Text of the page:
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Inspirational Architecture – 3 – 215 sq ft cabin

by Chad Ludeman on December 4, 2007 · 7 comments

in Design,inspiration

While some think 1,000 square feet is way too small, Cyril Brule (a French architect) is living in his 215 square foot Le Cabanon!
Le Cabanon, Villiers-en-Morvan, France
interior - Le Cabanon by Cyril Brule
Floorplan - Le Cabanon by Cyril Brule
Check out all the pics at this materialicious post where this fantastic quote is from – “Like he says: he’s young and lives simply. His living space is really all about ‘outdoors’. What more do you need?”

I often wonder if the Philly zoning codes would allow us to build homes this small, could we sell them? What more does a young single need that is on the go 90% of the time they are not sleeping? If you had the choice between sharing a rental with 1 or more roommates and owning a sweet “cabin” like this for the same monthly payment, which would you choose?

If you enjoyed reading this post I can promise you'll love our new writing over at Postgreen Homes. Yeah, we know that's the same thing your favorite band said and their new album is nowhere near as good as their early stuff, but seriously, we are actually still getting better.

There also isn't much conversation to be had here . . . at least not with us. So come on over to the Postgreen Homes Blog and tell us what you think of our new(ish) digs and crazy ideas. We will be sure to tell you what we think of your opinion.

{ 7 comments… read them below or add one }

1 lavardera December 4, 2007 at 6:26 pm

I’d take the cabin – equity makes it a no-brainer. I looked for such a thing in Phila 20 years ago when I was living alone. There has to be a market.

2 chad December 4, 2007 at 6:37 pm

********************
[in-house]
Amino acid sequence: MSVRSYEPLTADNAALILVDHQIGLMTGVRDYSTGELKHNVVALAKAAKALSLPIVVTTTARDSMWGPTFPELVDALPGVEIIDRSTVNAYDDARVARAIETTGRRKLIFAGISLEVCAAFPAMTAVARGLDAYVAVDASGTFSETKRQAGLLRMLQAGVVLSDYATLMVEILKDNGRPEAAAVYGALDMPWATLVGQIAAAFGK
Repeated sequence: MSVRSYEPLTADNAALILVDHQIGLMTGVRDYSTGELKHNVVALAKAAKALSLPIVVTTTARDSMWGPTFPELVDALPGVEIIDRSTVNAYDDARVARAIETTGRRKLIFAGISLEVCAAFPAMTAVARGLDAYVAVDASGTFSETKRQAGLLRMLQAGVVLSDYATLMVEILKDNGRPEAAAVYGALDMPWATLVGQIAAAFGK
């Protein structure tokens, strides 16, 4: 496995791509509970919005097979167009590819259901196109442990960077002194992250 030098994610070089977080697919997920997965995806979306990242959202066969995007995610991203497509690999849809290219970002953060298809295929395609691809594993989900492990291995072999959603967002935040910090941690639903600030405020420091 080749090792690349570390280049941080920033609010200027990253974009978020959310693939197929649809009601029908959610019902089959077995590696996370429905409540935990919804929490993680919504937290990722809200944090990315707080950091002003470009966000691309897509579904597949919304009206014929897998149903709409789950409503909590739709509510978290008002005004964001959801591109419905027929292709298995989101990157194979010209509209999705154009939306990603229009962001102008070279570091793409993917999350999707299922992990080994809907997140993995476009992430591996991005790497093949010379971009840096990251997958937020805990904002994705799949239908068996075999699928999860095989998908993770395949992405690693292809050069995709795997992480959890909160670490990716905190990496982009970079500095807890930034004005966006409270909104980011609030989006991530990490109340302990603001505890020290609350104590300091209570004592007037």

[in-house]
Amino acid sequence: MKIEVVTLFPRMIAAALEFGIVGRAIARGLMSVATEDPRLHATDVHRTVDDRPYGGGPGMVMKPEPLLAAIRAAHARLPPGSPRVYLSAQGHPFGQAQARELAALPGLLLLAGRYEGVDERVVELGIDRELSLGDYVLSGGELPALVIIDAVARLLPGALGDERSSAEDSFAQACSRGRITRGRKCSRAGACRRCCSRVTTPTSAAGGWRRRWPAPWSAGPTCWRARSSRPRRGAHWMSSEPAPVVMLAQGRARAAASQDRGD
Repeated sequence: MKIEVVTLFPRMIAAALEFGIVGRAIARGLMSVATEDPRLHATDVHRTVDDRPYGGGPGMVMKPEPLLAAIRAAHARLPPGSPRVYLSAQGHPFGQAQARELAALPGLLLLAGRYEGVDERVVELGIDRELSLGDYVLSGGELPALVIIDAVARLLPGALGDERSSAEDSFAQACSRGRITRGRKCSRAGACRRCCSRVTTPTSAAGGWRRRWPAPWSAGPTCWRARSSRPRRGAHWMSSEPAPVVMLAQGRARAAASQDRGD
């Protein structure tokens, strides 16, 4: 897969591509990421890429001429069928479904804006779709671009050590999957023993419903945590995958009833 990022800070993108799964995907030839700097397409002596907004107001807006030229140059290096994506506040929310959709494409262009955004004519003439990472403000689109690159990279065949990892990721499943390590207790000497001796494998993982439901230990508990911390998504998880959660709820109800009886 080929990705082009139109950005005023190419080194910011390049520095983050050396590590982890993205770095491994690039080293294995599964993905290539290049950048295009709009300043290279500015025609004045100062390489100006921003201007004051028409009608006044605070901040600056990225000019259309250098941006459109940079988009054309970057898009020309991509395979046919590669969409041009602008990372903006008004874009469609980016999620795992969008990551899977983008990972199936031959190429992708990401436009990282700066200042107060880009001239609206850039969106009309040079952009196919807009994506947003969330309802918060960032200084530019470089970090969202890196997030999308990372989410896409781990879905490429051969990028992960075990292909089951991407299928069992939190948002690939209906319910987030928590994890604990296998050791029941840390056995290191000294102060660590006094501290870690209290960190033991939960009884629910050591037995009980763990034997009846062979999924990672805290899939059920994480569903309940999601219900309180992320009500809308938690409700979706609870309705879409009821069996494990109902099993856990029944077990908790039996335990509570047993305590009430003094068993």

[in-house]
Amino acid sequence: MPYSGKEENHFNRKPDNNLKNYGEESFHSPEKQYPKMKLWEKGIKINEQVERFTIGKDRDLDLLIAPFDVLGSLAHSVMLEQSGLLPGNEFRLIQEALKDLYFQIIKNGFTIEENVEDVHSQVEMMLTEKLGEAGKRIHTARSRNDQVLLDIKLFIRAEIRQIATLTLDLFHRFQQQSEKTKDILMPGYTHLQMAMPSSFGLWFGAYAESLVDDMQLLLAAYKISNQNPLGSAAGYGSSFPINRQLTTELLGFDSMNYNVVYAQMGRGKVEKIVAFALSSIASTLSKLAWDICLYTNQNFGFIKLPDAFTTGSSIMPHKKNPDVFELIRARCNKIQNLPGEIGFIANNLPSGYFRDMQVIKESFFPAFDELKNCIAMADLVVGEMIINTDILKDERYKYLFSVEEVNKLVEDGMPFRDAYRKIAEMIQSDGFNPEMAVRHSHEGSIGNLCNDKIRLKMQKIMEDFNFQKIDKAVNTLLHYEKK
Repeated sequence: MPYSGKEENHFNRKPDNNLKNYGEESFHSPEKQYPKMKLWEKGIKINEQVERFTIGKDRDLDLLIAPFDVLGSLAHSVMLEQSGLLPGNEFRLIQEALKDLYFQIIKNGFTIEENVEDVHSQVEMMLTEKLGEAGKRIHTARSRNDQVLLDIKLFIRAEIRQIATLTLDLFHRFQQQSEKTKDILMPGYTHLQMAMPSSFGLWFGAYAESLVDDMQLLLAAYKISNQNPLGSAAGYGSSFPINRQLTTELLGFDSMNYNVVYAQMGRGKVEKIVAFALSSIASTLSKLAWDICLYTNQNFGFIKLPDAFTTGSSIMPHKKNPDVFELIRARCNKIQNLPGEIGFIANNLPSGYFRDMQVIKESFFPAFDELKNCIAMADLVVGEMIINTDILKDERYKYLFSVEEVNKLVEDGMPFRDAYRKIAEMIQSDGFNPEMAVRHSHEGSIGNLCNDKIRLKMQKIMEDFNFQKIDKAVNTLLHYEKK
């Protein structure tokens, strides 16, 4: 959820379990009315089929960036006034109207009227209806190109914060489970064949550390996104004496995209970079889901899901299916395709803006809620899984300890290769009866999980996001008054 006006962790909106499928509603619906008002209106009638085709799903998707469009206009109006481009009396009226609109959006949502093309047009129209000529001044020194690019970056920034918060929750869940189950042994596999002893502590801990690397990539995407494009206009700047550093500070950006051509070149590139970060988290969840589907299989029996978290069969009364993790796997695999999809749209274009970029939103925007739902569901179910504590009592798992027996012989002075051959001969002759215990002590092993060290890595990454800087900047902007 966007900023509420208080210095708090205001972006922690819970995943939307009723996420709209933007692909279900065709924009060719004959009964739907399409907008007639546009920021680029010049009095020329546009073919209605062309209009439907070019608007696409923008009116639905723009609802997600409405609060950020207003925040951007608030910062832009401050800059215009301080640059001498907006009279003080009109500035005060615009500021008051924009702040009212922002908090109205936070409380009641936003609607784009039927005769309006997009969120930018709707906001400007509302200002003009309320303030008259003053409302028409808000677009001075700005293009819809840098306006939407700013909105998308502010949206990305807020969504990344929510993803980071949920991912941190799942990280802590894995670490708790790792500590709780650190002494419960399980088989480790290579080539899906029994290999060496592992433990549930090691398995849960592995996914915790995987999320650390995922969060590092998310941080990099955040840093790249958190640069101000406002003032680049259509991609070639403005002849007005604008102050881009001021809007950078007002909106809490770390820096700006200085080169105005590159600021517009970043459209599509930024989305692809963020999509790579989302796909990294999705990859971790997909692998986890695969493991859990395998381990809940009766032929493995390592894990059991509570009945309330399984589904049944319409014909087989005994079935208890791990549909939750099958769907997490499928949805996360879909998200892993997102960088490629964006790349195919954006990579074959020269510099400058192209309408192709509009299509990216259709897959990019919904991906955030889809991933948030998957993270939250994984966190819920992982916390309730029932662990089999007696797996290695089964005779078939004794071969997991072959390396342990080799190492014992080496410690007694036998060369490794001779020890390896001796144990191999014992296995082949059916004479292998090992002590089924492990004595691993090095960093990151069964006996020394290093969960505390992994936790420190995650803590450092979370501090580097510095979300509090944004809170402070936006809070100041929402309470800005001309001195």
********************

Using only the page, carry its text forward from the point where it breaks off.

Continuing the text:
Agreed. You could get creative on how to orient and/or stack these type of units on a single plot of land in order to reduce the land costs of each unit.

It would be similar to a small condo building but much more unique…

3 Brandon December 4, 2007 at 8:46 pm

I think it’s great but I’d want just a bit more space to be able to fit a small fridge and oven/range. Not being able to store any food or being able to cook anything for myself would add up to a ridiculous amount of money wasted. I’m sure there would be a market for something similar to this here in Philly. Not a large market, but a market none the less.

4 lavardera December 4, 2007 at 9:25 pm

I don’t think it would be impossible to accommodate a small frig and a narrow stove.

5 -Steve- December 4, 2007 at 10:27 pm

What were are calling the “cabin” makes the most sense; especially when compared to living with a roommate. Nobody will be eating your food or encroaching on what you are watching on TV. Speaking of, where would I be able to put my gluttonous plasma.

But more to the point of this Blog….The “cabin” is 215 square feet at a cost of 30,000 Euros. Today that would be about $44,287.50 US or $205.98 a square foot. That seems a little on the pricey side. Especially when you guys are trying to build a home for only $100 a square foot.

Keep up the Good work PostGreen. I look forward to see how your project develops.


6 chad December 4, 2007 at 10:57 pm

I refrained from exaggerating our current exchange rate and saying this would cost about $250K in the US to build. :)

Thanks for the comments. To your point, the price psf goes up as the size of the home decreases. With his house he still has many of the mechanicals and features a large home would have crammed in a small space. He still also has to build a foundation and probably is paying a slight premium for prefab.

Having said this, 1,000 sf is still on the small side for a $100 psf target which is where the challenge is. It would be much easier to achieve the psf target if we were building a 2k-3k sf home.

7 John Voorhis January 7, 2008 at 4:11 am

Hey Chad,

You probably already are familiar with this, but I came accross an article about small modular homes. May give you some ideas?

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